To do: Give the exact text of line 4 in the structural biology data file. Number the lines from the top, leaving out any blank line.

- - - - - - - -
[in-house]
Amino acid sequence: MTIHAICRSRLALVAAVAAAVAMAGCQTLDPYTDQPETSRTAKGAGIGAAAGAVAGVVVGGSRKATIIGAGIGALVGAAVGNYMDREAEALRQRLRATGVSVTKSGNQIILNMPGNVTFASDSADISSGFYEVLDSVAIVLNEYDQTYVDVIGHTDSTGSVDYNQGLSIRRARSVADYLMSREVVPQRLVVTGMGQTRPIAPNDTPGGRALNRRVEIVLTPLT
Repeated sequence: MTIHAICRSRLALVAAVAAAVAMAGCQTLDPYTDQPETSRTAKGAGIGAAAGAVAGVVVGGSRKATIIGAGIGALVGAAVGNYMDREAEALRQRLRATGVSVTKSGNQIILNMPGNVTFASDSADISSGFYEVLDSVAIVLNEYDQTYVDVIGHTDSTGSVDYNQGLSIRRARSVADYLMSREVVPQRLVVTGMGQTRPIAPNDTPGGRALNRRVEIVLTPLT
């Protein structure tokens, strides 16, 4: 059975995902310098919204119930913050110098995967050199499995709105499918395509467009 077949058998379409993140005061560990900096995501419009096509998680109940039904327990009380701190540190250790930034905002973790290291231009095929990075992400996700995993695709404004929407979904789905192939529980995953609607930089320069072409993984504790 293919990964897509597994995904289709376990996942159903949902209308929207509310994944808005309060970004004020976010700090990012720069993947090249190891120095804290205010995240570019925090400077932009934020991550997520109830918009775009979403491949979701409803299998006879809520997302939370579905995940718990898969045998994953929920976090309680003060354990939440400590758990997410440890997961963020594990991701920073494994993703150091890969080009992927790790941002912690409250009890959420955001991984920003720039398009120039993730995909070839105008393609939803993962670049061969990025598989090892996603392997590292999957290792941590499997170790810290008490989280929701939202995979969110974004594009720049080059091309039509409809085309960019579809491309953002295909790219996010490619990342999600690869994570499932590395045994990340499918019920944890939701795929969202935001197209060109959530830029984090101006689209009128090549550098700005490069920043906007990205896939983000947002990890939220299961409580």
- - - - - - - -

């Protein structure tokens, strides 16, 4: 059975995902310098919204119930913050110098995967050199499995709105499918395509467009 077949058998379409993140005061560990900096995501419009096509998680109940039904327990009380701190540190250790930034905002973790290291231009095929990075992400996700995993695709404004929407979904789905192939529980995953609607930089320069072409993984504790 293919990964897509597994995904289709376990996942159903949902209308929207509310994944808005309060970004004020976010700090990012720069993947090249190891120095804290205010995240570019925090400077932009934020991550997520109830918009775009979403491949979701409803299998006879809520997302939370579905995940718990898969045998994953929920976090309680003060354990939440400590758990997410440890997961963020594990991701920073494994993703150091890969080009992927790790941002912690409250009890959420955001991984920003720039398009120039993730995909070839105008393609939803993962670049061969990025598989090892996603392997590292999957290792941590499997170790810290008490989280929701939202995979969110974004594009720049080059091309039509409809085309960019579809491309953002295909790219996010490619990342999600690869994570499932590395045994990340499918019920944890939701795929969202935001197209060109959530830029984090101006689209009128090549550098700005490069920043906007990205896939983000947002990890939220299961409580």